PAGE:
Dolamore once again captures her reader with a lyrical touch, easily bringing her readers back into Nimira's world within the first few sentences. Fans of MAGIC UNDER GLASS will be thrilled with the sequel!



An SAT With DEAD BLUE Author Elle Cosimano

  Posted by bigblackcat97 , 27 March 2012 · 182 views

[url="http://3.bp.blogspot.com/-y8pgwNdV9Ic/T3G0jE36DLI/AAAAAAAAAdk/kodACy1c6Ww/s1600/IvyWallMedium.jpg"][img]http://3.bp.blogspot.com/-y8pgwNdV9Ic/T3G0jE36DLI/AAAAAAAAAdk/kodACy1c6Ww/s1600/IvyWallMedium.jpg[/img][/url]I'm lucky (or cunning) enough to have lured another author over to the blog for an SAT (Successful Author Talk). Elle Cosimano is a fellow[url="http://thelucky13s.blogspot.com/"] Lucky 13[/url], who grew up in the Washington DC suburbs. The daughter of a prison warden and an elementary school teacher who rides a Harley, she majored in Psychology at St Mary’s College of Maryland, and set aside a successful real-estate career to pursue writing. Her debut [url="http://www.goodreads.com/book/show/13409664-dead-blue"]DEAD BLUE[/url] is a thrill-ride of a novel, in which a math-whiz from a trailer park discovers she’s the only student capable of unraveling complex clues left by a serial killer who’s systematically getting rid of her classmates. DEAD BLUE will be coming from Dial/Penguin Fall, 2013.

[b]Writing Process:[/b]
[b]BBC: Are you a Planner or Pantster?[/b]

EC: If you’d asked me a year ago, I would have told you I’m a planner. By nature, at least. I’m a total Type A, list-making, life-planning, goal-oriented systems-thinker. My first novel was outlined on tidy color-coded note cards. And I think for my first time around that was important in helping me to envision the ending, so I could actually make myself get there. But I ended up re-writing that book… twice… from scratch. And as I learn more, and I become more confident, I’m loosening the reigns. The book I just finished was completely pantsed. And I loved the feeling of discovery that came with each new page. That doesn’t mean it won’t need a complete overhaul or major revision, but it was fun to cut loose with the pen for a while.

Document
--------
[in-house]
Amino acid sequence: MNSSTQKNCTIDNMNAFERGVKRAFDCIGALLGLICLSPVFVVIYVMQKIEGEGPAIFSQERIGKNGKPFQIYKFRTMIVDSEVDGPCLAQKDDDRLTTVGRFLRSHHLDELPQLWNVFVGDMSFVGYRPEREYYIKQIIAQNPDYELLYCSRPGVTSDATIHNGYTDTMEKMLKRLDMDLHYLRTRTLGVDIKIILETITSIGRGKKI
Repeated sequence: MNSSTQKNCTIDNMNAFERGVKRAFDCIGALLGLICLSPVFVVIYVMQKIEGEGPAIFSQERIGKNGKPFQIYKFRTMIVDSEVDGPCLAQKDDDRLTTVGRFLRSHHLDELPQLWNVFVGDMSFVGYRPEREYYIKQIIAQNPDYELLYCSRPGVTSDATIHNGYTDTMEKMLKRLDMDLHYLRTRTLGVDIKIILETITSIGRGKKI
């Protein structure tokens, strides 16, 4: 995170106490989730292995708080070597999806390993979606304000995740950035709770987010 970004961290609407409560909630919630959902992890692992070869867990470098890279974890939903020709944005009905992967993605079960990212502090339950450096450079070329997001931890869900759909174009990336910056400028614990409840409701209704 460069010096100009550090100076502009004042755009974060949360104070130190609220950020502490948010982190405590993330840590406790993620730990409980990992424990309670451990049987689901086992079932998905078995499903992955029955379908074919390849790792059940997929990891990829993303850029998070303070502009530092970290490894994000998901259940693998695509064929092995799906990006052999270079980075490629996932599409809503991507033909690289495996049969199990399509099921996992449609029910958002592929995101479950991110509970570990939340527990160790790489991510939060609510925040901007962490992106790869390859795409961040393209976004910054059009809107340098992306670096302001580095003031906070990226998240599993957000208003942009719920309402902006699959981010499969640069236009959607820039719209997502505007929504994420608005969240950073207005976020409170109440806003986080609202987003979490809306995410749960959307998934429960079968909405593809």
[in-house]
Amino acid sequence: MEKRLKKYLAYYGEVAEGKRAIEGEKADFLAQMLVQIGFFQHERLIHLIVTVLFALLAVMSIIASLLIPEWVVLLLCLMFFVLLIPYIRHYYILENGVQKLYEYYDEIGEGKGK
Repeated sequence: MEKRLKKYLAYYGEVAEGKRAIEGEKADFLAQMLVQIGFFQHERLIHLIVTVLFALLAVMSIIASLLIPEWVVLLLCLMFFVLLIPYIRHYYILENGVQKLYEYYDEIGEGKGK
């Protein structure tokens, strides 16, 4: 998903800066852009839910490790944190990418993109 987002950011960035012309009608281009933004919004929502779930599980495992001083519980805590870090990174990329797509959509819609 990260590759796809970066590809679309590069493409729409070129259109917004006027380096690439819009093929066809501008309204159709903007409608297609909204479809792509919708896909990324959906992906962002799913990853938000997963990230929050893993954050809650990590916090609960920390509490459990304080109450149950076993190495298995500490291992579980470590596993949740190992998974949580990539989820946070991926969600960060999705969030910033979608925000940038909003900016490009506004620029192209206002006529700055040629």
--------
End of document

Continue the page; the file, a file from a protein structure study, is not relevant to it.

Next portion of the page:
[b]BBC: How long does it typically take you to write a novel, start to finish?[/b]

EC: Not counting research, from first word to last word, I usually spend eight to twelve weeks piecing together the first draft. Most of my time is actually spent in very intense revision.

[b]BBC: Do you work on one project at a time, or are you a multi tasker?[/b]

EC: I try to write one story at a time, to keep my head in that character’s world. But simultaneously, I’m researching, reading, or gathering ideas for the next project.

[b]BBC: Did you have to overcome any fears that first time you sat down to write?[/b]

EC: GAH! Yes! I hadn’t written a word of fiction in over fifteen years when I wrote DEAD BLUE. I had a very successful career, a busy family, and I was the breadwinner. Taking time for myself to write that first book wasn’t only daunting because I wasn’t sure I could do it (or do it well), but because it felt like such a selfish thing – to do something for myself, simply because I wanted to. My colleagues were confused and upset with me for taking time off to “write a book” of all things! My family was supportive, but afraid that we couldn’t afford so much time off. And I was afraid of disappointing all of them. I wasn’t afraid of failing myself. I was afraid of failing everyone else. Realizing that emphasized how badly I really did need to do this, just for me.

[b]BBC: How many trunked books (if any) did you have before you were agented?[/b]